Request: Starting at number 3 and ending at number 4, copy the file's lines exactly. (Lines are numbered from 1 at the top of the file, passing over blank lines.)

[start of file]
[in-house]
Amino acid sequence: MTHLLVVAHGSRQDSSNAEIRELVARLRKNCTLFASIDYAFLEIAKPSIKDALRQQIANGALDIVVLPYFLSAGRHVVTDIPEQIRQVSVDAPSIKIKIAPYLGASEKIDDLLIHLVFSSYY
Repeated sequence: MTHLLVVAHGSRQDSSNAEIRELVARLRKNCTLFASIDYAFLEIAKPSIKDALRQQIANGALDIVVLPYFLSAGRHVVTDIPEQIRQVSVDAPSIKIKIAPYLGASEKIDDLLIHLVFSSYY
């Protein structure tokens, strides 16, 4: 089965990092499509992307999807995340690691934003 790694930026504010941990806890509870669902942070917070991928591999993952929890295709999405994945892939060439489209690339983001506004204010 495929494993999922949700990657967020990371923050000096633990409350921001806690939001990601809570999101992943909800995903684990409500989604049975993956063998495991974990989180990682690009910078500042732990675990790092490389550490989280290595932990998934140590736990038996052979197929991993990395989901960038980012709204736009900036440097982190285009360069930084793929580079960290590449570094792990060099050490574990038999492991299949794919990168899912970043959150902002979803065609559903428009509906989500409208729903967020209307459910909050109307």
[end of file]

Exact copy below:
Repeated sequence: MTHLLVVAHGSRQDSSNAEIRELVARLRKNCTLFASIDYAFLEIAKPSIKDALRQQIANGALDIVVLPYFLSAGRHVVTDIPEQIRQVSVDAPSIKIKIAPYLGASEKIDDLLIHLVFSSYY
């Protein structure tokens, strides 16, 4: 089965990092499509992307999807995340690691934003 790694930026504010941990806890509870669902942070917070991928591999993952929890295709999405994945892939060439489209690339983001506004204010 495929494993999922949700990657967020990371923050000096633990409350921001806690939001990601809570999101992943909800995903684990409500989604049975993956063998495991974990989180990682690009910078500042732990675990790092490389550490989280290595932990998934140590736990038996052979197929991993990395989901960038980012709204736009900036440097982190285009360069930084793929580079960290590449570094792990060099050490574990038999492991299949794919990168899912970043959150902002979803065609559903428009509906989500409208729903967020209307459910909050109307």